On This World Earth Day, Take A Look At Earth From Up Above
It’s the World Earth Day and as we unite to pledge to save our beautiful planet, let’s take a look at some of the amazing pics of earth Forbes shared on their official website.
Photographing the curvature of the earth has become really cheap and anybody can do it. Check out this picture of the curvature taken by an MIT student during his project in 2009.
International Space Station circling in the low-Earth orbit gives some of the best views of this blue ball.
Dormant and active volcanoes on this earth can be viewed from the International Space Station.
Snaking through the face of the earth, seen here is one of Amazon River’s tributaries.
Patagonian glaciers of South America are among the fastest shrinking and disappearing glaciers. You can’t deny the sheer beauty of this view though.
Features generally found in clouds over the oceans, occurs when air moves at different speeds relative to one another in different regions. You must have seen similar features on Saturn and Jupiter.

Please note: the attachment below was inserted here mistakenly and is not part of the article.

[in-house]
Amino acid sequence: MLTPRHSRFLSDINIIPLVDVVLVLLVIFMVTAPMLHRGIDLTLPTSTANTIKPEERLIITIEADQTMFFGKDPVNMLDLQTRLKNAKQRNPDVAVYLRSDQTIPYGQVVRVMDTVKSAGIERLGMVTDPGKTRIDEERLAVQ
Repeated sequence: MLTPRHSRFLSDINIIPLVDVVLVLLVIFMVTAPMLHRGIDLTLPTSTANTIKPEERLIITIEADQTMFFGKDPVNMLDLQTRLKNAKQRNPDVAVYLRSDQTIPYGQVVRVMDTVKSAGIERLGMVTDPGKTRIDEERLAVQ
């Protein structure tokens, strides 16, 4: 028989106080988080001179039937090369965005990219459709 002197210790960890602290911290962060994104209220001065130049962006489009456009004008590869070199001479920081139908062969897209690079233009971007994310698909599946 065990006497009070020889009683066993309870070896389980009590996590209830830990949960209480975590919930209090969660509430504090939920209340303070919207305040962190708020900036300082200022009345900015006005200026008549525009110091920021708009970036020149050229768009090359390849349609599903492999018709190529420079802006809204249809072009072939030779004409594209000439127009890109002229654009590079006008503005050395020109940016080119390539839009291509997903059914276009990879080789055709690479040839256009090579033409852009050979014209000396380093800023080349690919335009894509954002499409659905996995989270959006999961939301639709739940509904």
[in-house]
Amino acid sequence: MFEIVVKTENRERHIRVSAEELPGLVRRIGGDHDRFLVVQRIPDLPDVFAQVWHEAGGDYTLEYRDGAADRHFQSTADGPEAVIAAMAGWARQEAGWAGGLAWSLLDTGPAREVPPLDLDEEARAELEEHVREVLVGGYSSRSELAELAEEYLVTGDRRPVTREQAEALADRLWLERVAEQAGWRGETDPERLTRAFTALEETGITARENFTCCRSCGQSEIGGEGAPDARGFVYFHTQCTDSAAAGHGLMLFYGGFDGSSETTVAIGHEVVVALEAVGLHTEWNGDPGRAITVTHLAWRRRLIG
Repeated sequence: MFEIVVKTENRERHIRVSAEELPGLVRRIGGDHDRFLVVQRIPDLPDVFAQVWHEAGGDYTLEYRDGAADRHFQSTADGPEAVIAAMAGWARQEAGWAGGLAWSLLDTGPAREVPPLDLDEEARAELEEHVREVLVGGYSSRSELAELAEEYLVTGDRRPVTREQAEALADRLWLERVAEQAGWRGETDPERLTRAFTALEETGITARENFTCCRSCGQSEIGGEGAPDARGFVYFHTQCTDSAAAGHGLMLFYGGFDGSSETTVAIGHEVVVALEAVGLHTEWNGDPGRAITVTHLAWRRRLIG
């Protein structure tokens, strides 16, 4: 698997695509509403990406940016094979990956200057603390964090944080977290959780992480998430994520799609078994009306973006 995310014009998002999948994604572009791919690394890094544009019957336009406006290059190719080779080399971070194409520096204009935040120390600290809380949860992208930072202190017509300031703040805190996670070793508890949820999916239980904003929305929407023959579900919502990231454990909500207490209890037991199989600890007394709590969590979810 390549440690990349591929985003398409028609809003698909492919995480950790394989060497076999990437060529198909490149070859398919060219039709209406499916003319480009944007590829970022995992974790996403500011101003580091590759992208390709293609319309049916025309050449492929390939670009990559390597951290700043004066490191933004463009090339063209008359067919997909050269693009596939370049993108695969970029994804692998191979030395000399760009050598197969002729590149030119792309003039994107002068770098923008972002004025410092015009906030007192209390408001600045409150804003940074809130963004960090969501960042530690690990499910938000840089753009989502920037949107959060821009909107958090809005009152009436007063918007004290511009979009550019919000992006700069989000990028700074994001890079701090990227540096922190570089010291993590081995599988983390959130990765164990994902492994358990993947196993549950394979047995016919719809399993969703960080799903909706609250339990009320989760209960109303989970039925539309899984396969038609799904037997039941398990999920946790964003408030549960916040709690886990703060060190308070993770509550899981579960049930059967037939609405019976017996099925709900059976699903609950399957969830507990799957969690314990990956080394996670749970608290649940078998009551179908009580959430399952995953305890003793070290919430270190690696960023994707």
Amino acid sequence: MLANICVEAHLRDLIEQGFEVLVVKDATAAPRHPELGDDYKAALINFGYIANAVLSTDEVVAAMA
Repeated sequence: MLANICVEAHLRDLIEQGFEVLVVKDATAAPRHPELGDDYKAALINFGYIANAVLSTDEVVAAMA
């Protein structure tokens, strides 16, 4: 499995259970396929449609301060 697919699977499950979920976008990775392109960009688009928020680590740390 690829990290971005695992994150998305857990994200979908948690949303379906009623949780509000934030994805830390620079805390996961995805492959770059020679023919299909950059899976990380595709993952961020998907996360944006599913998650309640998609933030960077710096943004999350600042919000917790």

Lakes from above appear different coloured depending on the nature of organisms and minerals present in them.
Richat Structure, the dome of a volcano collapses, revealing the different portions of the earth from inside.
How many of us knew that the process of decaying could be a beautiful process too? Atolls show the exact beauty of erosion and life.
A view of our atmosphere shows the various layers as sunlight passes through them.
Planet Earth, as viewed from the GOES-13 satellite.
The first view of earth from the surface of the moon. When astronauts clicked the images of earth from the moon, the moment remains to be one of the most iconic moments in the history of mankind.
An image taken by Voyager 1 spacecraft on its way away from the earth. Seen here are earth and moon in one frame for the first time.
As we move farther, the earth seems to be a featureless, indistinct sphere. Here seen from the Messenger spacecraft in orbit around Mercury.
Cassini spacecraft took this image with Sun hidden behind the Saturn. If one looks closely, you can spot the Earth-moon system.
A narrow-angle colour image of the Earth called the ‘Pale Blue Dot’. It is a part of the first ever ‘portrait’ of the solar system taken by Voyager 1.